Shiny Shelf


By Jim Smith on 31 October 2005

WARNING! Contains spoilers!

Most transcriptions I’ve seen of the international title for ‘Beat’ Takeshi Kitano’s new film show the title as the possessive of the singular. On screen it’s rendered as the possessive of the plural; and that’s a far more fitting title for this complex and enjoyable, if inarguably self-indulgent, picture from the Japanese director/actor.

The film’s plot, such as it is, concerns the interlocking lives of two physically similar men, one a fictionalized version of ‘Beat’ Takeshi the actor/filmmaker and the other an unsuccessful wannabe actor/children’s entertainer, called Kitano. The latter has been reduced to working in a convenience store, but who aspires to a level of success comparable with that of his physical double.

Yes, this is a film in which Takeshi the filmmaker grapples with the existence and implications of ‘Takeshi the brand’. The two Takeshis on screen allow the writer/director to simultaneously look at multiple aspects of his wider public persona, (i.e. the much feted filmmaker; the actor known for Yakuza pictures; the children’s television entertainer), acknowledging both the contradictions of his multiple roles within the entertainment industry and the difficulties in perception of him as an artist that this can (and does) cause. The conceit also allows Takeshi-the-director to present a version of himself who has not been successful, a simultaneous acknowledging of and confrontation with those who see his career as a long string of pieces of good luck and assert  his oeuvre to be lacking in substance.

A lot of the above is possible because the movie takes place in a persistent dreamlike state, with dreams within dreams and flashbacks within flashbacks. As with, say, Lynch’s ‘Lost Highway’ or Soderbergh’s ‘Schizopolis’ there is no ‘upper’ level of reality for the audience to return to and instead we simply get an endless series of visual sub-clauses, set-piece after set-piece, as we rummage through the iconography of Takeshi’s own career and art. (There are numerous visual references to both films Takeshi has directed and some of the more celebrated ones in which he has simply appeared.)

This aesthetic conceit allows several characters to die and be  resurrected during the course of the stumbling plot, while a few conversations occur more than once, some characters have purely symbolic functions (like the girl who mistakes the poor Takeshi for the rich one; she’s forever standing on a street corner intoning ‘Thanks for your work’) and others disappear and reappear at irregular intervals. Much of the dialogue, at least the translated dialogue running across the screen, is in a form close to rubric and works on a ‘repeat until funny’ basis. On a related note, Takeshi seems to be aware of, and playing to, his non-Japanese language audience these days, picking instantly recognisable symbols (a caterpillar stands for potential, the stars represent yearning) to communicate his meaning to an audience who will be reading the subtitles as well as watching the pictures move.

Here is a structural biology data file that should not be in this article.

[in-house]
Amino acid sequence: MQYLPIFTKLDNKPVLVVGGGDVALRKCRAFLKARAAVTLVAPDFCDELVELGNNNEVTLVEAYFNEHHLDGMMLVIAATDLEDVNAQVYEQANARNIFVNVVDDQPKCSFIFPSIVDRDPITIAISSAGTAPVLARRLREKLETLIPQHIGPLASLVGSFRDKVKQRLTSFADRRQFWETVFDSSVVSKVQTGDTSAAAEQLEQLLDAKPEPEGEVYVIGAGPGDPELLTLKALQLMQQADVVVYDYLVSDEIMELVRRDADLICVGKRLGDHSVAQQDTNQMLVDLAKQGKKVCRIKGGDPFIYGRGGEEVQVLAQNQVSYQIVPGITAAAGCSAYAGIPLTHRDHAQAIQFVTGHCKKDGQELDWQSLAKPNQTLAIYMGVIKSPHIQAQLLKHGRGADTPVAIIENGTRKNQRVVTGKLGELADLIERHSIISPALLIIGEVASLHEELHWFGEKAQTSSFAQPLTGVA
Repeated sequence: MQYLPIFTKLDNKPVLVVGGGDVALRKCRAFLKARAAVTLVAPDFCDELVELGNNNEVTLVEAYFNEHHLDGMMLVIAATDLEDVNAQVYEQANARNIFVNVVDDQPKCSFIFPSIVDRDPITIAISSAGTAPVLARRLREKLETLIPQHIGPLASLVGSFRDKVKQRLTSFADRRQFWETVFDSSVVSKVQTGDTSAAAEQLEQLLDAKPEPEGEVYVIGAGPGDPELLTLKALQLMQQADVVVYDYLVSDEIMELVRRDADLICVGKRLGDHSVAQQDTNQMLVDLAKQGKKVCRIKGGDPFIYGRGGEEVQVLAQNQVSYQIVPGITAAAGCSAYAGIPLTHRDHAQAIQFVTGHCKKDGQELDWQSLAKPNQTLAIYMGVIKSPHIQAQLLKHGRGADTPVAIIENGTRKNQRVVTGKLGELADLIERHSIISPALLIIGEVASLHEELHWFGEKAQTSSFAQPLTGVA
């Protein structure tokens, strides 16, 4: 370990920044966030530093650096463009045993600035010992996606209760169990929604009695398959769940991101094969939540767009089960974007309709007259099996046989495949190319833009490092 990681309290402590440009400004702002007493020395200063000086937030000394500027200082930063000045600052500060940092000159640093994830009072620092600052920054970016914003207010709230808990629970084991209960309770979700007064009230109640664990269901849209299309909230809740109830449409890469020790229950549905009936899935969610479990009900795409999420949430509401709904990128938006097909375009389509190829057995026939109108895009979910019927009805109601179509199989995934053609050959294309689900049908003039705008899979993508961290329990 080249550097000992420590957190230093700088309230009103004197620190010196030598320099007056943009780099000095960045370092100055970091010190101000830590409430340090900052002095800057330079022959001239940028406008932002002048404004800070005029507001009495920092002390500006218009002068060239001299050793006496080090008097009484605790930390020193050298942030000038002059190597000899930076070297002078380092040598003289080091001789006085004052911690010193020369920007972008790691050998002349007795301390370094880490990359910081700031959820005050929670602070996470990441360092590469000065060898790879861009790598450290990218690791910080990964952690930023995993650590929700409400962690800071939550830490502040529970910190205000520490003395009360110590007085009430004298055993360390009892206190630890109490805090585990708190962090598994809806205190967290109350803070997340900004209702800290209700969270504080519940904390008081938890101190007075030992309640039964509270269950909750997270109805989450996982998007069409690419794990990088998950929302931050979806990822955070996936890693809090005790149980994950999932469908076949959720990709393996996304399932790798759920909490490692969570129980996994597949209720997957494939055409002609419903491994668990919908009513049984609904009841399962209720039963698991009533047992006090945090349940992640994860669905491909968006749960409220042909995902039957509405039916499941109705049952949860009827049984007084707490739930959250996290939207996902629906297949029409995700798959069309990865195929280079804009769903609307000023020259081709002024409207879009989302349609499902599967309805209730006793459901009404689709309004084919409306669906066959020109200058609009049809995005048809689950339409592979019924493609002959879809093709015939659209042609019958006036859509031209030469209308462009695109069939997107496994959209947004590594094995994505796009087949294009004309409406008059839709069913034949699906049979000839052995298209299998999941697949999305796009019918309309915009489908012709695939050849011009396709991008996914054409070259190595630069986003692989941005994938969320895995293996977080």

Takeshi-the-actor gives two strong, and noticeably different, performances as both his on screen avatars. One is brash, charming and a little egocentric, with the alternatingly expansive and relaxed body language of a man brimming with confidence. The other is a smaller man, round-shouldered with eyes downcast and an ungainly shuffling gait. It’s a measure of Takeshi’s acting prowess that even when one iteration of his screen persona is dreaming of being the other that the audience is never in any doubt over which of the Takeshis they are watching. All the other performances, from a band of long-time Takeshi collaborators including Susumu Terajima and Naomasa Musaka are pitched at exactly the right level, being nicely histrionic and then suddenly touching when appropriate.

There are some great sequences in here, some nice dance scenes for example or a brilliant comic bank robbery. There’s also an awesome, comedic, nightmarish section where Takeshi drives a taxi along a road filled with bodies, comically trying to avoid running any of the corpses over and the movie-audition/humiliation sequence to end all movie audition sequences. Much of the photography (such as during the World War 2 sequence) is simply beautiful. The lack of definite structure, though, means the picture is often meandering, with it being unclear to a first time audience what the filmmaker is trying to achieve here, other than allowing us a free-form look at the inside of his head.

Essentially, Takeshi pulls out every trick he’s ever learned in a career of making movies that always entertain first and foremost, but while his stylistic verve and eye for engaging onscreen motion serve him well here, they only just manage to make up for the picture being just a touch too long. Perhaps I’m being unfair. It is, of course, likely that like most semi-abstract pictures, this one will tighten up in the middle on repeated viewings. Sometimes it’s easier to relax on a journey when one knows where one is going.

It is, ultimately, the journey that matters here. The movie ends with the same gunfight with which it begins, a splattering of blood and smoke that seems to suggest that despite the mental and physical complexities, despite the shifting tense and fractured narrative of the past ninety minutes Takeshi-the-filmmaker hasn’t yet fully worked through the process that caused him to want to make the film in the first place; the process of self-examination that it dramatises and contains but doesn’t entirely envelop.

The last words on screen in the movie are said by Takeshi himself and are simply ‘Now what?’ It seems that this most individual of filmmakers isn’t sure where to go next. Wherever that turns out to be, he has an audience – me included – waiting for him.

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